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The best argument against Ayn Rand ever read if you dare.

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reedr3v's picture

I'll assume in this comment that

Prescott didn't distort Rand's statements. I do think he glossed over her clear statement that she detested Hickman's sociopathic behavior, as she detested all aggression and injustice.
Perhaps Prescott wrote this for the few Rand cultists left who deny flaws in their heroine. I've never met any, so they may be a figment of his imagination.
Or Prescott may not be aware of the common failure of many quite prominent intellectuals of different persuasions to gloss over far worse advocacy in many of their heroes. Try the many socialist novelists and statesmen of Rand's time who found Hitler quite intriguing; and even after his crimes were open some still advocated some of his state collectivist methods.
Or how about the far more numerous and very prominent academicians and intellectuals who, to this day, support Communism despite the multi-millions murdered, starved, and tortured by Stalin, Mao, Pol Pot, and the totalitarian crimes of the great hero Castro, etc?
Just sayin', there may be a reason to dwell on Rand's unfortunate choice of an "independent loner" model; but on the scale of twisted artistic deceptions, it is small potatoes indeed.

Why is the critique always about Rand ...

and not about Objectivism?

It is the same old trap.

When describing the pillars of Objectivism, Rand always comes back to the necessity for constantly acquiring knowledge in order to make the most productive rational decisions. She even says that charity is right and good, not in defense of altruism, but to maximize ones own selfish endeavors.

She refers to the conscience as the core necessity for a human to exist and the sole trait of a conscience is the choice to learn.

I always thought that Dagney's wierd sexual turn ons were a bit odd, but when taken in context, the author was attemting to convey a single point or a very small finite number of points.

Yes, Reardon could have had this odd little selfish quirck that he also liked to mutilate whores on weekends, but what does that have to do with the price of apples.

She was focused on the rational side of humanity and ignored the irrational. If I have a critical thought regarding Rand, that would be it. But on the other hand, how do you explain irrational thought and behavior other than to explain it away as a "slip" and forgetting to aquire knowledge before acting.


So far, this piece is devoid of a single argument. I'm reading a lot of misinterpretation in the form of, "She admired the outside of the man and his:

""A wonderful, free, light consciousness" born of the utter absence of any understanding of "the necessity, meaning, or importance of other people.""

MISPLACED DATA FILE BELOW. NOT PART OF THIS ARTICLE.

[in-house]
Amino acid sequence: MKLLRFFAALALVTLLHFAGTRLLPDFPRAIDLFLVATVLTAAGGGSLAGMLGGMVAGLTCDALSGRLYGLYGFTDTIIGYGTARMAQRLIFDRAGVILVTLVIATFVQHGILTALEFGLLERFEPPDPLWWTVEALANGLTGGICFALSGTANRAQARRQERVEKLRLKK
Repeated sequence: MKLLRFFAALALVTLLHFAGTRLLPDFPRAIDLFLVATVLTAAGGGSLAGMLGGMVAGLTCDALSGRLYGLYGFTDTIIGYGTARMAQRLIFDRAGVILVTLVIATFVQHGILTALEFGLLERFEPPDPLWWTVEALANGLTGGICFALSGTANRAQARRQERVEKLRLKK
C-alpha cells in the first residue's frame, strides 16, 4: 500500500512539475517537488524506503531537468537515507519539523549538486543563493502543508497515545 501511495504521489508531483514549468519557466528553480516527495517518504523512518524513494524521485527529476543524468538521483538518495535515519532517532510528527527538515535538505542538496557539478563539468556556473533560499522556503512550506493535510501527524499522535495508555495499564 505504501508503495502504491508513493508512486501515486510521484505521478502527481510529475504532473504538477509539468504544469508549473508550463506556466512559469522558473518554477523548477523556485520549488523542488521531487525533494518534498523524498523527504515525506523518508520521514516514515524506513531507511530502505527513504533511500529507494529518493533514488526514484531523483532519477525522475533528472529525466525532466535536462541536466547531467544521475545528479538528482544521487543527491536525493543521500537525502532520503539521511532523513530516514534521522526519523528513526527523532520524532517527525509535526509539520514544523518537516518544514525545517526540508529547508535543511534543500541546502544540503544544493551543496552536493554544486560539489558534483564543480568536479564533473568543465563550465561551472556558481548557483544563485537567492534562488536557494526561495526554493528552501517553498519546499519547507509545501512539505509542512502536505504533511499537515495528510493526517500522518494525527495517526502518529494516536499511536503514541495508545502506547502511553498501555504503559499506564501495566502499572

The author of the article makes the mistake in saying because Rand admires this part of the man's character, that she admires the rest. He then extrapolates the statements to be that she admired him for the murder and didn't care.

"This is not just the case of a terrible crime. It is not the crime alone that has raised the fury of public hatred. It is the case of a daring challenge to society. It is the fact that a crime has been committed by one man, alone; that this man knew it was against all laws of humanity and intended that way; that he does not want to recognize it as a crime and that he feels superior to all. It is the amazing picture of a man with no regard whatever for all that society holds sacred, and with a consciousness all his own. A man who really stands alone, in action and in soul."

What she admires is that at the time, the man is claiming that what he did wasn't wrong and wasn't bending before society's collective will. Was the guy wrong? Absolutely, and murder goes FAR against all of Rand's initiation of force arguments. She acknowledges the man's crime, but what she's commenting on is society's reaction. You can see the same reaction in the fact that Charlie Sheen managed to get more airtime than the Egyptian revolution.

The author attempts to make the claim that because Rand admires extremism, that she would thus admire murder and torture when done in the extreme. It's a cheap whiny attempt at an argument. The equivalent of saying, "Oh you admire Kobe Bryant's basketball ability? Well, you MUST love raping 16 year old girls, because Kobe does that too!"

At one point, a sliver of near-rationality breaks through the fog of Rand's delusions: "I am afraid that I idealize Hickman and that he might not be this at all. In fact, he probably isn't." Her moment of lucidity is short-lived. "But it does not make any difference. If he isn't, he could be, and that's enough."

The author is forgetting that for the most part, Rand is talking about an imagined version of Hickman, using what she saw in his exterior as a potential character for a story.

"There is a lot that is purposely, senselessly horrible about him. But that does not interest me..."

And here you see again, here damning the parts of the man as senselessly horrible. There are good parts to people and bad parts to people. Some people have heroically good parts to them and villainous bad parts to them. The intellectual fraud the author engages in here is to say that by admiring one part of a person, you also admire the other horrible parts of a person.

Eric Hoffer

I started reading it.

When does it start to critique instead of, "She's a big meenie"